Background and activities
About the lab
The overarching goal of research our group is to define the cellular and molecular mechanisms that control infection, regeneration, and inflammation at mucosal surfaces. For example, the digestive tract is responsible for absorption of nutrients and water, but at the same time it has a crucial role in acting as a barrier to the external environment. The barrier function is complicated by the requirement to simultaneously be able to respond appropriately to dangerous pathogens, and remain tolerant to innocuous antigens like commensal organisms and food. Dysregulation of this equilibrium, either by exposure to infection and/or chemicals or by genetic predisposition can lead to (chronic) diseases such as inflammatory bowel diseases (IBDs), food allergies, and cancer. Understanding the molecular and cellular principles underlying development, homeostasis, and disease provide important means for identifying novel therapeutics.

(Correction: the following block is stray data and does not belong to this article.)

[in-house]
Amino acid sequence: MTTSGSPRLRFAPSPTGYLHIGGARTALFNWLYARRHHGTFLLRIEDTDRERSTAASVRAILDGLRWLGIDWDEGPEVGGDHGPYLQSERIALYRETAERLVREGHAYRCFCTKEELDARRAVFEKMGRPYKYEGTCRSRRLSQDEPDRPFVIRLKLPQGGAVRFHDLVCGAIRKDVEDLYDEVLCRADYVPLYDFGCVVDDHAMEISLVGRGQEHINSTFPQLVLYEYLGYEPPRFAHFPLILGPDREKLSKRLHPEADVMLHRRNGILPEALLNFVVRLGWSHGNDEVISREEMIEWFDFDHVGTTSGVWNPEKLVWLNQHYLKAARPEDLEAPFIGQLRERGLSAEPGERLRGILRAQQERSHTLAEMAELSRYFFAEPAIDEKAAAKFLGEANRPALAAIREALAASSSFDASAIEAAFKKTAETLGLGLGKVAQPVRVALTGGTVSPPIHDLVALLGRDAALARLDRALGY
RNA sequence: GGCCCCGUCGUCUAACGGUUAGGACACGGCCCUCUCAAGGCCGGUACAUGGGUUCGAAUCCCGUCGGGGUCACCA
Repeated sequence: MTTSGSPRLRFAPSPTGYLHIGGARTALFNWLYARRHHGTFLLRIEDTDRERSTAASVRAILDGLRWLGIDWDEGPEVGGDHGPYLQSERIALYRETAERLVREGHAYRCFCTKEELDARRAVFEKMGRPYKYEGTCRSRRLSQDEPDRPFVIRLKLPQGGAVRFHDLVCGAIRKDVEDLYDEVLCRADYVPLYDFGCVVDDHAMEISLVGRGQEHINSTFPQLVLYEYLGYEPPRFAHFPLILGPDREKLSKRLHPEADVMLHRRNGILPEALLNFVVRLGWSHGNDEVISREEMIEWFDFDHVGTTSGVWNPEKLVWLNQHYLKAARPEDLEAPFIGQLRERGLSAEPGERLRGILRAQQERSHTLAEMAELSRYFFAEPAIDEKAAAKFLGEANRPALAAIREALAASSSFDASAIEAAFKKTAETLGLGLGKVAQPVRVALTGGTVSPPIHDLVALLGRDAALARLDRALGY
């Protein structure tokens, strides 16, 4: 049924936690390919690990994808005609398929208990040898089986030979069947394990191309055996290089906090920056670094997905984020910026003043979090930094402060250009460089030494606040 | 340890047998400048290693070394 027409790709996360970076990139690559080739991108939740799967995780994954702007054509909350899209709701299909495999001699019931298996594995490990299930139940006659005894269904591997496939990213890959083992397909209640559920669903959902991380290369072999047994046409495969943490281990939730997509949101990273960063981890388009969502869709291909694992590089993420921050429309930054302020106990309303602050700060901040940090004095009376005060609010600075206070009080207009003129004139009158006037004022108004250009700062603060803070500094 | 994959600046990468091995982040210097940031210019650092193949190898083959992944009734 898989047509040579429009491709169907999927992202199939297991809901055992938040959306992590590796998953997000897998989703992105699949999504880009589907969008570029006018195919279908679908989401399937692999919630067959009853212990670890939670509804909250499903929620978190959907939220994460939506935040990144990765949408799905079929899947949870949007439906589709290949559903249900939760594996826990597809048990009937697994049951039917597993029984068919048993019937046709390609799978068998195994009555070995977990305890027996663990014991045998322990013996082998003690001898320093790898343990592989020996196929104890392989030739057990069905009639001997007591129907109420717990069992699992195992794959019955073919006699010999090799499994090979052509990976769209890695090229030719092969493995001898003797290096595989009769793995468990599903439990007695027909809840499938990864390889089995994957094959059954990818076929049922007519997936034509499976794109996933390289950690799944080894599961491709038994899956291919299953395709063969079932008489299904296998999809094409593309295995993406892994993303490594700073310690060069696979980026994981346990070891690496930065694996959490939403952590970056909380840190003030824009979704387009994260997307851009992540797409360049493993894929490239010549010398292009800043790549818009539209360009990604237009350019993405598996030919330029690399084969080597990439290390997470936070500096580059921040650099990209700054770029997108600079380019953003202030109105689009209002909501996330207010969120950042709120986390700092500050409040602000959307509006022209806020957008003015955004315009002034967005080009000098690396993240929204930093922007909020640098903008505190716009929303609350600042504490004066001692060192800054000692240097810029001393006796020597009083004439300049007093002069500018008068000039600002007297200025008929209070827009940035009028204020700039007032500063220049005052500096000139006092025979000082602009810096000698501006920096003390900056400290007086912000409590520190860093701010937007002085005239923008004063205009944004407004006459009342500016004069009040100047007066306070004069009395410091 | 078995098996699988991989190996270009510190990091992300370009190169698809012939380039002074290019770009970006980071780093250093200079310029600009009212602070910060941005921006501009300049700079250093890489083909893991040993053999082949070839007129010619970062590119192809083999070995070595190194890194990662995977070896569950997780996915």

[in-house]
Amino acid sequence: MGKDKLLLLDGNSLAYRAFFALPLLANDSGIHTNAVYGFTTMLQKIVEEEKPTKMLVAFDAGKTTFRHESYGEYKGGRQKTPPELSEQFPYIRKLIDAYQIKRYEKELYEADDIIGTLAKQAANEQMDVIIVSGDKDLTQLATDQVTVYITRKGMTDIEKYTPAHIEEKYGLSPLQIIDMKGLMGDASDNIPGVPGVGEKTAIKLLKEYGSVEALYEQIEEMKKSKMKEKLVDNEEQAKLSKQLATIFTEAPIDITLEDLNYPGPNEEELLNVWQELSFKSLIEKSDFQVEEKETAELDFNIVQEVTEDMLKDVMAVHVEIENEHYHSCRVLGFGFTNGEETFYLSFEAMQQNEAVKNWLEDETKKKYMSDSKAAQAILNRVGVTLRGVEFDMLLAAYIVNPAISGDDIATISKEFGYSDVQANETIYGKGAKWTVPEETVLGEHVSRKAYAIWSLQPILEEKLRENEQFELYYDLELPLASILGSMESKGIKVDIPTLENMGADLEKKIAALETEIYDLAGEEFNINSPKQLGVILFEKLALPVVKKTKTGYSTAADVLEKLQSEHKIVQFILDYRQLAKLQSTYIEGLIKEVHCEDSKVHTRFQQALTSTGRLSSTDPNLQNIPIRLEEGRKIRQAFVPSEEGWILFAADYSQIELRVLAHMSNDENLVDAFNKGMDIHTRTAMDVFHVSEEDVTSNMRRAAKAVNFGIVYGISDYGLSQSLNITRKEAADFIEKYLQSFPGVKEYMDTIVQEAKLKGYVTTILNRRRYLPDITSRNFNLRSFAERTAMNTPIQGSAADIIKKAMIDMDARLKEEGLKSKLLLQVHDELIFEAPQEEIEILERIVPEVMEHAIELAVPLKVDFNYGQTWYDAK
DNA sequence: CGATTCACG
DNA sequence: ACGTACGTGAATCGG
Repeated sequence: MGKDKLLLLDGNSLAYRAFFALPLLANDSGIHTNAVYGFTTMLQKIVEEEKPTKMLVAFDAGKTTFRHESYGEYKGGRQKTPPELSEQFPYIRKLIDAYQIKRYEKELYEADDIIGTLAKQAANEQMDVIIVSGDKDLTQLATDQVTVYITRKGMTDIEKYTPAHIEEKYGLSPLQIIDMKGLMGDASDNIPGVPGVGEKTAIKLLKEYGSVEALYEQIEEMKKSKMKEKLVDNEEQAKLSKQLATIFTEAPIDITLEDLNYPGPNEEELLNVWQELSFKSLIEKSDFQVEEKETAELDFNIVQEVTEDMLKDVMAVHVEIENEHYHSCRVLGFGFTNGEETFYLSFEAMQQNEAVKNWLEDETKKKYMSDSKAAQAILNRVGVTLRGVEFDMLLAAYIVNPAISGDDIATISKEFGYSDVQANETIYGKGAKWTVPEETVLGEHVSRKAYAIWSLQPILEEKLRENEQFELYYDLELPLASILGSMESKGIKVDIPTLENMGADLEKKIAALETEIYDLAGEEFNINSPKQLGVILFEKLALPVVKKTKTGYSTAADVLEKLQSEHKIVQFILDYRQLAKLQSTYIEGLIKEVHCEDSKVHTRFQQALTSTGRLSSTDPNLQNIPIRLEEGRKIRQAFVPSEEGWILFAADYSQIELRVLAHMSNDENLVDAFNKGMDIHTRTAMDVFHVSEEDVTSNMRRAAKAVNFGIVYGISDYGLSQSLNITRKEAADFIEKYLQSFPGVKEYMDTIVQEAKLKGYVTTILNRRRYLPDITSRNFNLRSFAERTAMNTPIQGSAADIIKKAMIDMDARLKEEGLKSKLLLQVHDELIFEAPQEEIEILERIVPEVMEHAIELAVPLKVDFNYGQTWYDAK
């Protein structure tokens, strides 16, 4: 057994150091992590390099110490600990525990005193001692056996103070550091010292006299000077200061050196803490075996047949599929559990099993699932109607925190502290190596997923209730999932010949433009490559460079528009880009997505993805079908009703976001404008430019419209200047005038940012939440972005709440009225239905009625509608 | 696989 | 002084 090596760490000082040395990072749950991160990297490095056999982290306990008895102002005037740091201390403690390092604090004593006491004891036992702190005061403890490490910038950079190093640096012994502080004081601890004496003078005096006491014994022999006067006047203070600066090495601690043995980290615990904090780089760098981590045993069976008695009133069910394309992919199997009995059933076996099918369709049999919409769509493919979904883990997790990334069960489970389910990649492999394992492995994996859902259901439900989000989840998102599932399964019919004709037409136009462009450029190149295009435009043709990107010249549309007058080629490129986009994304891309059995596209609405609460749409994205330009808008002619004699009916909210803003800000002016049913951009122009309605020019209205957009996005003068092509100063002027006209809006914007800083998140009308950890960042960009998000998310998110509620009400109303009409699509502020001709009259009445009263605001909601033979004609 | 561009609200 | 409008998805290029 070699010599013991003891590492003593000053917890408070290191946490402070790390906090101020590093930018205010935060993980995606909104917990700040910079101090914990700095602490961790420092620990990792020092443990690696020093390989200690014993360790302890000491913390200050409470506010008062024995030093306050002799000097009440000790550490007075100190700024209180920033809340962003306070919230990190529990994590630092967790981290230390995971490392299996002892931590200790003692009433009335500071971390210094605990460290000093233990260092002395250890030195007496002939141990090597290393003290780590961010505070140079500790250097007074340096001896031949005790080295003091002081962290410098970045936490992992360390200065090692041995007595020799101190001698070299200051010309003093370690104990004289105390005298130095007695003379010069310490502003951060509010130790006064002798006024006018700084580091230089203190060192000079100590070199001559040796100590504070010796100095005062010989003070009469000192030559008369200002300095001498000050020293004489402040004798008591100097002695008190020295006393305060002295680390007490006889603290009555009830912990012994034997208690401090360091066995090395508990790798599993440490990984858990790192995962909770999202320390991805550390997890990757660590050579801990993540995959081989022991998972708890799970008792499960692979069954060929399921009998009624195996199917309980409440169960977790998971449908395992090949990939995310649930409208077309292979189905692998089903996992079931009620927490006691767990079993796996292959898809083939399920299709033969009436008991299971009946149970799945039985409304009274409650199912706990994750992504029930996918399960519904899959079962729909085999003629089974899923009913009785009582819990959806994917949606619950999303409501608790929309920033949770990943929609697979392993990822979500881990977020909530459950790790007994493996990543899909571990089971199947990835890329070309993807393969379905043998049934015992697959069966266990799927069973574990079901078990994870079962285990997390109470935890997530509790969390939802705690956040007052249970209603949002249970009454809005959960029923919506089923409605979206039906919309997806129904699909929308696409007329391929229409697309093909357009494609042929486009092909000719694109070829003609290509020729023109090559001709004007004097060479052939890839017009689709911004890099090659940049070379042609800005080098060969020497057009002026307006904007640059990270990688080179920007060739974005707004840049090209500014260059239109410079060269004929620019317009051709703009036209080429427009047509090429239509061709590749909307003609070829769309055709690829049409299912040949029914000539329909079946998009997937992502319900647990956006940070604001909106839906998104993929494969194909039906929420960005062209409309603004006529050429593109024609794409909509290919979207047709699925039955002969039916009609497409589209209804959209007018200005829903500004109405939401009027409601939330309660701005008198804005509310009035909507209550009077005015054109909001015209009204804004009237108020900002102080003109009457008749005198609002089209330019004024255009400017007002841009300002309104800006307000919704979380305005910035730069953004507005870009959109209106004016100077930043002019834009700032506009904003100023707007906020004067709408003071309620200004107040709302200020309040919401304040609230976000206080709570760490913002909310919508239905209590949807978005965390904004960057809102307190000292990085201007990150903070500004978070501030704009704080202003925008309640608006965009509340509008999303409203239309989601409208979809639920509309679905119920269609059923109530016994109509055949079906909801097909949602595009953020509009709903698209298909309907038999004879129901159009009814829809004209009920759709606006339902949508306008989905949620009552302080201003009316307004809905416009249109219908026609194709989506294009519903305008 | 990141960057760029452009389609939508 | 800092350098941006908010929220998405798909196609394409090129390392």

I am currently a group leader at the Centre of Molecular Inflammation Research (CEMIR, www.ntnu.edu/cemir) which is hosted by the Faculty of Medicine at the Norwegian University of Science and Technology (NTNU) in Trondheim. After completing my MSc degree in Biology in 2006, I did my PhD at the Department of Oral Biochemistry (VU University, Amsterdam) under supervision of Dr. Enno Veerman where I studied salivary peptides in wound healing. In 2011, I joined the Mucosal Immunology lab of Dr. Colby Zaph at UBC in Vancouver (www.zaphlab.com, go see the profile pictures!).